Cultural context is my fancy way to describe the “movement” concept.
What is “cultural context”?
To me, cultural context is the unique cultural perspective of a product presented in the proper context the creator intended it to be consumed in. Going back to the music example, the product (music) and the people who make it are created and inspired by specific cultures, based on whatever traditions they have inherited along with unique personal touches like regional slang, or a particular style of production. Music is a great example of this phenomenon, because all music must grow out of its own cultural context. People in every culture create music, based on what they’ve learned and from what they’ve listened to growing up. Even when an artist creates something entirely new, it is still based on a cultural context of what existed before. Cultural context in music is why you know what the British Invasion is or what a Motown song sounds like. It’s why people spend all day on Twitter going to war for southern rap, grime, noise, black metal or Gqom. Cultural context is why Dreamville is winning right now. It’s the combination of the unique cultural experiences of the people making the music presented in proper context.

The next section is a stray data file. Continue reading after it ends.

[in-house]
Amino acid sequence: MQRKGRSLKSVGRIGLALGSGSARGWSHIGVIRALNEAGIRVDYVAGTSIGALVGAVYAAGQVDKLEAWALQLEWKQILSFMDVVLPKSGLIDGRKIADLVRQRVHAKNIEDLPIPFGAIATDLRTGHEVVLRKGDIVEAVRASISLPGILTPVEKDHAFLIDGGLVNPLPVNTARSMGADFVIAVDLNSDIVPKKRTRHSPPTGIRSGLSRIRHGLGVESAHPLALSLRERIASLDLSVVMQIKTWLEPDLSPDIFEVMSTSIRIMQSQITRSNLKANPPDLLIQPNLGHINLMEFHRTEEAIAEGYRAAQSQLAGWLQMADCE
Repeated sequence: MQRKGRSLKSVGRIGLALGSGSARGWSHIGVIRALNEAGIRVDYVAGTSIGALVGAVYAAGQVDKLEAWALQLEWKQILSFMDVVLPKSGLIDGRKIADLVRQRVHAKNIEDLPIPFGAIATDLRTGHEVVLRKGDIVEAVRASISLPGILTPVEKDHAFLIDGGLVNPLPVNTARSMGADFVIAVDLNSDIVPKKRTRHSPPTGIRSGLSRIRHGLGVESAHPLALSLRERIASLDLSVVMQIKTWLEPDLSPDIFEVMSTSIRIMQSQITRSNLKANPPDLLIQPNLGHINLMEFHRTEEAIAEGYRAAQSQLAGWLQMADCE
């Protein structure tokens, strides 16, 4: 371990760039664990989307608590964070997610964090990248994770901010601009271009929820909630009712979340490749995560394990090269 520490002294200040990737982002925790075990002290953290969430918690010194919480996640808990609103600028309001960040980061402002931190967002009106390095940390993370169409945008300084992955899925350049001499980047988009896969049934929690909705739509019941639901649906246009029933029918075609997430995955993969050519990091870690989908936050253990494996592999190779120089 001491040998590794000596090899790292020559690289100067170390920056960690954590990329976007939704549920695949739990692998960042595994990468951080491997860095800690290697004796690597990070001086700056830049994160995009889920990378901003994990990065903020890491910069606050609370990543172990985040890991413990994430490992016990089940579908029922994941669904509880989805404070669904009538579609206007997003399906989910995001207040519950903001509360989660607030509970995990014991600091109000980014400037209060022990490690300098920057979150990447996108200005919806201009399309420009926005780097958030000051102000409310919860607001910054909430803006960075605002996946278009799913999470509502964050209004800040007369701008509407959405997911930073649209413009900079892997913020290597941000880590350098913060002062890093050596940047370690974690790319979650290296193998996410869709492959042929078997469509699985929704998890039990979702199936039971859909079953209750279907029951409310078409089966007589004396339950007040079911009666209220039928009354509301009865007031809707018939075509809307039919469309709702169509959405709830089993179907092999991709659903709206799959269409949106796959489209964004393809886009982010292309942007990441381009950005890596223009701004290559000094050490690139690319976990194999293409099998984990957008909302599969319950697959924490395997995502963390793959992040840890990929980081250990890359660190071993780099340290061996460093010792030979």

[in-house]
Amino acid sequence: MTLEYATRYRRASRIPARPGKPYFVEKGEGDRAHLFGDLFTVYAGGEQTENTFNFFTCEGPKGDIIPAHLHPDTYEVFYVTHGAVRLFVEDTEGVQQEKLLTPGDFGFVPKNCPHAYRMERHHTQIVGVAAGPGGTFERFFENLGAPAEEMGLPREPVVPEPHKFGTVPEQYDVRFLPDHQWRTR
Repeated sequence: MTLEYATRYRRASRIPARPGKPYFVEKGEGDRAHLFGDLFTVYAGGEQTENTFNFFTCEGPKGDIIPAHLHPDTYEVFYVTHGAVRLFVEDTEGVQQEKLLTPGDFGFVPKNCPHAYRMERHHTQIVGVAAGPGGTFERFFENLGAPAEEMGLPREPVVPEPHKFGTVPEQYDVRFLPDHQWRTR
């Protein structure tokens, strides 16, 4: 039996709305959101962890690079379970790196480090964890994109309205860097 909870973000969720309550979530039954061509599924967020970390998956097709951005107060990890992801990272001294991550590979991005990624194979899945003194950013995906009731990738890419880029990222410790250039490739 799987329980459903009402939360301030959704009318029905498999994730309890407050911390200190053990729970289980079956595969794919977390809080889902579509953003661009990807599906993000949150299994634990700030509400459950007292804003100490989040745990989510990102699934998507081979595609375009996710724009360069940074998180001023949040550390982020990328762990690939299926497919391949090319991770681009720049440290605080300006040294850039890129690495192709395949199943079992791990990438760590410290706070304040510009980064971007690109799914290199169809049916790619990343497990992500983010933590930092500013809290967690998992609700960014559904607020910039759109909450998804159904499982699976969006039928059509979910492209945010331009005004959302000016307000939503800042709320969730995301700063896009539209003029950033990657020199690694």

This concept isn’t new by the way. My main man Emile Durkheim — one of the people responsible for the study of social science itself — talked about this in 1893.
*pulls out Social Sciences degree*
The “movement” concept aligns with Durkheim’s notion of mechanical solidarity.
Mechanical solidarity is the sense of togetherness in a society that arises when people share similar experiences, customs, values, and beliefs. Mechanical solidarity is a form of social cohesion, in which people are bound together for a passionate cause with a sense of common duty and responsibility, which, in turn, can spark cultural movement. Cultural contexts power these movements and by doing so, enhance group solidarity, strengthen our identities and social solidarity, as well as bring people and societies together.
Now, using the music example, I’ll share steps to create your own “movement”: